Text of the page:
doi = "10.1007/s11306-018-1471-4",
language = "English",
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journal = "Metabolomics",
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The effect of isolation methods of tomato pollen on the results of metabolic profiling. / Paupière, Marine J.; Tikunov, Yury M.; Firon, Nurit; de Vos, Ric C.H.; Maliepaard, Chris; Visser, Richard G.F.; Bovy, Arnaud G.

In: Metabolomics, Vol. 15, No. 1, 11, 01.01.2019.

Research output: Contribution to journalArticleAcademicpeer-review

TY - JOUR

T1 - The effect of isolation methods of tomato pollen on the results of metabolic profiling

AU - Paupière, Marine J.

AU - Tikunov, Yury M.

AU - Firon, Nurit

AU - de Vos, Ric C.H.

AU - Maliepaard, Chris

AU - Visser, Richard G.F.

AU - Bovy, Arnaud G.

PY - 2019/1/1

Y1 - 2019/1/1

N2 - Introduction: Untargeted metabolomics is a powerful tool to detect hundreds of metabolites within a given tissue and to compare the metabolite composition of samples in a comprehensive manner. However, with regard to pollen research such comprehensive metabolomics approaches are yet not well developed. To enable isolation of pollen that is tightly enclosed within the anthers of the flower, such as immature pollen, the current pollen isolation protocols require the use of a watery solution. These protocols raise a number of concerns for their suitability in metabolomics analyses, in view of possible metabolic activities in the pollen and contamination with anther metabolites. Objectives: We assessed the effect of different sample preparation procedures currently used for pollen isolation for their suitability to perform metabolomics of tomato pollen. Methods: Pollen were isolated using different methods and the metabolic profiles were analysed by liquid chromatography–mass spectrometry (LC–MS). Results: Our results demonstrated that pollen isolation in a watery solution led to (i) rehydration of the pollen grains, inducing marked metabolic changes in flavonoids, phenylpropanoids and amino acids and thus resulting in a metabolite profile that did not reflect the one of mature dry pollen, (ii) hydrolysis of sucrose into glucose and fructose during subsequent metabolite extraction, unless the isolated and rehydrated pollen were lyophilized prior to extraction, and (iii) contamination with anther-specific metabolites, such as alkaloids, thus compromising the metabolic purity of the pollen fraction. Conclusion: We conclude that the current practices used to isolate pollen are suboptimal for metabolomics analyses and provide recommendations on how to improve the pollen isolation protocol, in order to obtain the most reliable metabolic profile from pollen tissue.

AB - Introduction: Untargeted metabolomics is a powerful tool to detect hundreds of metabolites within a given tissue and to compare the metabolite composition of samples in a comprehensive manner. However, with regard to pollen research such comprehensive metabolomics approaches are yet not well developed. To enable isolation of pollen that is tightly enclosed within the anthers of the flower, such as immature pollen, the current pollen isolation protocols require the use of a watery solution. These protocols raise a number of concerns for their suitability in metabolomics analyses, in view of possible metabolic activities in the pollen and contamination with anther metabolites. Objectives: We assessed the effect of different sample preparation procedures currently used for pollen isolation for their suitability to perform metabolomics of tomato pollen. Methods: Pollen were isolated using different methods and the metabolic profiles were analysed by liquid chromatography–mass spectrometry (LC–MS). Results: Our results demonstrated that pollen isolation in a watery solution led to (i) rehydration of the pollen grains, inducing marked metabolic changes in flavonoids, phenylpropanoids and amino acids and thus resulting in a metabolite profile that did not reflect the one of mature dry pollen, (ii) hydrolysis of sucrose into glucose and fructose during subsequent metabolite extraction, unless the isolated and rehydrated pollen were lyophilized prior to extraction, and (iii) contamination with anther-specific metabolites, such as alkaloids, thus compromising the metabolic purity of the pollen fraction. Conclusion: We conclude that the current practices used to isolate pollen are suboptimal for metabolomics analyses and provide recommendations on how to improve the pollen isolation protocol, in order to obtain the most reliable metabolic profile from pollen tissue.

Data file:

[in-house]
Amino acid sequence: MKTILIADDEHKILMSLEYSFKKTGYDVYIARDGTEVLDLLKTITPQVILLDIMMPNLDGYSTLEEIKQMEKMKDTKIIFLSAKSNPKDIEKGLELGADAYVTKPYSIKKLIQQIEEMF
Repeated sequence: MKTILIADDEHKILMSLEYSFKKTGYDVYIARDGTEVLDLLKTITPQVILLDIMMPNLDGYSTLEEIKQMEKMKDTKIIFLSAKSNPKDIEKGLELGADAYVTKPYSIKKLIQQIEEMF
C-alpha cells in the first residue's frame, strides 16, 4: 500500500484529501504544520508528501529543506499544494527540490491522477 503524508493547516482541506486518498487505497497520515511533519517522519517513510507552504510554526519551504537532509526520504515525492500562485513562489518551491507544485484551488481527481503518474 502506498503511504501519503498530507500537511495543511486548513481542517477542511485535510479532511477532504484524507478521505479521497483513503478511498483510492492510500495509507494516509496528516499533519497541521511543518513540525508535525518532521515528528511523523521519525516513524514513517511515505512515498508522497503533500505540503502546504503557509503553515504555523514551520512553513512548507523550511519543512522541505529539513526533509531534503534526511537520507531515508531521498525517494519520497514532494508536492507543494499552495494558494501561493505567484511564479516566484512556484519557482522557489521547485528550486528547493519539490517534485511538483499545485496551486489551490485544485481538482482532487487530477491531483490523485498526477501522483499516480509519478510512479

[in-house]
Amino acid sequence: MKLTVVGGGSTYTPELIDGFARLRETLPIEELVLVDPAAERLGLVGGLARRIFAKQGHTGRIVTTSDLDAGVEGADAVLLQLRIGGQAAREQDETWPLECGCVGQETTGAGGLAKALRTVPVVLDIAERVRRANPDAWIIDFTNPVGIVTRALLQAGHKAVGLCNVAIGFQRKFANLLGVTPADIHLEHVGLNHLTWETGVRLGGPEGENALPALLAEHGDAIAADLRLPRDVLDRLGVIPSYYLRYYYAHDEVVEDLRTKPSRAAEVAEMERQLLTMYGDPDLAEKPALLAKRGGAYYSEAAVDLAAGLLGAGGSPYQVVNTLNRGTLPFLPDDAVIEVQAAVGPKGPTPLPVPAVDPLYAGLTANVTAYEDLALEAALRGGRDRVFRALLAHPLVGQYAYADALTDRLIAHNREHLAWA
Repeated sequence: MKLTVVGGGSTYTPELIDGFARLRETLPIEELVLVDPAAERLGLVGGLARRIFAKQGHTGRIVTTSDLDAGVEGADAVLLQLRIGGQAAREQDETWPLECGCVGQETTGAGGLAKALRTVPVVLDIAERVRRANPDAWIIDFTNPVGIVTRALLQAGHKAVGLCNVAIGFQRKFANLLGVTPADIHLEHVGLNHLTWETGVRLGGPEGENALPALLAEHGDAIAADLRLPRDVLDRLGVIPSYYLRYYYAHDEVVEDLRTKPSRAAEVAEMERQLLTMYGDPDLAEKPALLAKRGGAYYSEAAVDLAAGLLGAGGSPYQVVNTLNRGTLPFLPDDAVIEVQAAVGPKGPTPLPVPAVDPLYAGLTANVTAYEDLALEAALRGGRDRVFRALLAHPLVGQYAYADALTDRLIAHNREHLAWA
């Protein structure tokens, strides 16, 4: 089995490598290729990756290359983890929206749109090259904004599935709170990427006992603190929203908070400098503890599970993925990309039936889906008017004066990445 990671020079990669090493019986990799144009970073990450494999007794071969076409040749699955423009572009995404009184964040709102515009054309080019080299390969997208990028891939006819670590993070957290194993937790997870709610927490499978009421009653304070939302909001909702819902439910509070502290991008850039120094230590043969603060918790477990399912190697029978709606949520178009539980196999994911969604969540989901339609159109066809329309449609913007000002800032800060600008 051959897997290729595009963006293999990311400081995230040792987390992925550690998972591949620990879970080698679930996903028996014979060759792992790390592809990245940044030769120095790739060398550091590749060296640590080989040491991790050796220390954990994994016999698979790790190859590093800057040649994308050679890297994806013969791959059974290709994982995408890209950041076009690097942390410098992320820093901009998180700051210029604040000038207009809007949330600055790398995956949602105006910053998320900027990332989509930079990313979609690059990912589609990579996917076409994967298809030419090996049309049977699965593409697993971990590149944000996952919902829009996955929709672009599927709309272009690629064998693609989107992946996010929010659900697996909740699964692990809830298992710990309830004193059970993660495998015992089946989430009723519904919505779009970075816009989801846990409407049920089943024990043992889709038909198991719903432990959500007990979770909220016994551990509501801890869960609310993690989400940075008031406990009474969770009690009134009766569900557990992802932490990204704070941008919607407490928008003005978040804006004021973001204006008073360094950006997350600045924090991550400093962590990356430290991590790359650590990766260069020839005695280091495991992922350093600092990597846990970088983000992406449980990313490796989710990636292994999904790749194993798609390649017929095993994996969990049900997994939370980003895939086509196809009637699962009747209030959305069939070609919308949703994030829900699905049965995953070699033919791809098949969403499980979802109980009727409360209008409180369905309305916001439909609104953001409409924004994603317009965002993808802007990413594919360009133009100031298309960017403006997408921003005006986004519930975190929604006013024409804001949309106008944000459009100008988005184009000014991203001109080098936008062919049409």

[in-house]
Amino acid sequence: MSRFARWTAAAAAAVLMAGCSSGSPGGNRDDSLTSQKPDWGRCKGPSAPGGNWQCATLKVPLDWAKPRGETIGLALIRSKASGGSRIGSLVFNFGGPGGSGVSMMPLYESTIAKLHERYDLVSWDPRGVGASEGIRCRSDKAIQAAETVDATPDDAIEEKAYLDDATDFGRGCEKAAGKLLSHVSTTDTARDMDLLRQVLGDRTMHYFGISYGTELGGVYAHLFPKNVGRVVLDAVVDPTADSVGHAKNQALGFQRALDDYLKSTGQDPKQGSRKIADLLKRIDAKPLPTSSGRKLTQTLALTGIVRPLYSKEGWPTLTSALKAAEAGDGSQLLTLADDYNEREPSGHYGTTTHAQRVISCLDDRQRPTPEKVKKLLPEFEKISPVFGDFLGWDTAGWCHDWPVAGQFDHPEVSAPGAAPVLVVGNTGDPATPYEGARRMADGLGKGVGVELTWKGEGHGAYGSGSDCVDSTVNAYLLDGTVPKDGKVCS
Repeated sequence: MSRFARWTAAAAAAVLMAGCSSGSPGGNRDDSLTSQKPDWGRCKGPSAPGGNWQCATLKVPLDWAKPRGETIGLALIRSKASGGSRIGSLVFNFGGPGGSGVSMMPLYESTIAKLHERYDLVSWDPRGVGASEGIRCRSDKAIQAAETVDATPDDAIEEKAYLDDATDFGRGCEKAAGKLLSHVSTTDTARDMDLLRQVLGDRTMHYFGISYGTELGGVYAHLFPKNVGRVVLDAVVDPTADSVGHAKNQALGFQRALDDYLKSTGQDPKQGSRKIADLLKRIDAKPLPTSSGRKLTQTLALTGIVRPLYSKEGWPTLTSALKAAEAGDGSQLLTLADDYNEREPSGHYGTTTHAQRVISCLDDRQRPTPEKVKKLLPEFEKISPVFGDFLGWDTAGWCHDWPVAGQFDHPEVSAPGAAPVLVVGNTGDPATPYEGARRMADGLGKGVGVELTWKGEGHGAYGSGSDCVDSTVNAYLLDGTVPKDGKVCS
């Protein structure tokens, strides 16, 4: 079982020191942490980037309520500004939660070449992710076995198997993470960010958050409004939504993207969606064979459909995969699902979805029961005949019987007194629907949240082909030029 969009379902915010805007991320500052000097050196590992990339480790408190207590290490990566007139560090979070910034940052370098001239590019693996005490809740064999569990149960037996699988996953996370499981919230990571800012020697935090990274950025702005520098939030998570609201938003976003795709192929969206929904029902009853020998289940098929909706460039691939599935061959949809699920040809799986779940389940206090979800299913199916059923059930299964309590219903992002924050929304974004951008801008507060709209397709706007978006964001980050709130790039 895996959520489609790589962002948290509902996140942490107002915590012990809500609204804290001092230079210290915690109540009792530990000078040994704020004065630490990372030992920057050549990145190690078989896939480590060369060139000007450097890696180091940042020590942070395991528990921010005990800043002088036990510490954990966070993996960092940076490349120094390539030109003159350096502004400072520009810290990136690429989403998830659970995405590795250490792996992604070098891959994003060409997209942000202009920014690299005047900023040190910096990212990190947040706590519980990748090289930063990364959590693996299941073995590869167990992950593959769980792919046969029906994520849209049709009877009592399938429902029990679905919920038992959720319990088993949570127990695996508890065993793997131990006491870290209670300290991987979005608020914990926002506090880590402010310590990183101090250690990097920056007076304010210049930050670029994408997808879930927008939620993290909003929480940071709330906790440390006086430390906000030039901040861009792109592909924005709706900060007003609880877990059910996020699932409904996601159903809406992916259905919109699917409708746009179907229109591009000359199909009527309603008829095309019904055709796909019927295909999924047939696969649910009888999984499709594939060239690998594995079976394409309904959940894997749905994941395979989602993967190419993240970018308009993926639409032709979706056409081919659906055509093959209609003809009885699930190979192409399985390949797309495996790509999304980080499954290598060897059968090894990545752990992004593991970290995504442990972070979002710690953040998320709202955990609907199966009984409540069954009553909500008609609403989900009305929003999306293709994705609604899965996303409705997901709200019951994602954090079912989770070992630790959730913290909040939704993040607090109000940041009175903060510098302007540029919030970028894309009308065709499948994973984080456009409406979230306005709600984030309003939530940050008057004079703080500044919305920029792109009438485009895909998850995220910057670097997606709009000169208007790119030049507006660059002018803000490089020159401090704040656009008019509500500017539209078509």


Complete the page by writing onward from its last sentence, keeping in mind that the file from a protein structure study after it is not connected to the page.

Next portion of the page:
KW - Anther

KW - Metabolite

KW - Metabolome

KW - Metabolomics

KW - Pollen

KW - Tomato

U2 - 10.1007/s11306-018-1471-4

DO - 10.1007/s11306-018-1471-4

M3 - Article

VL - 15

JO - Metabolomics

JF - Metabolomics

SN - 1573-3882

IS - 1

M1 - 11

ER -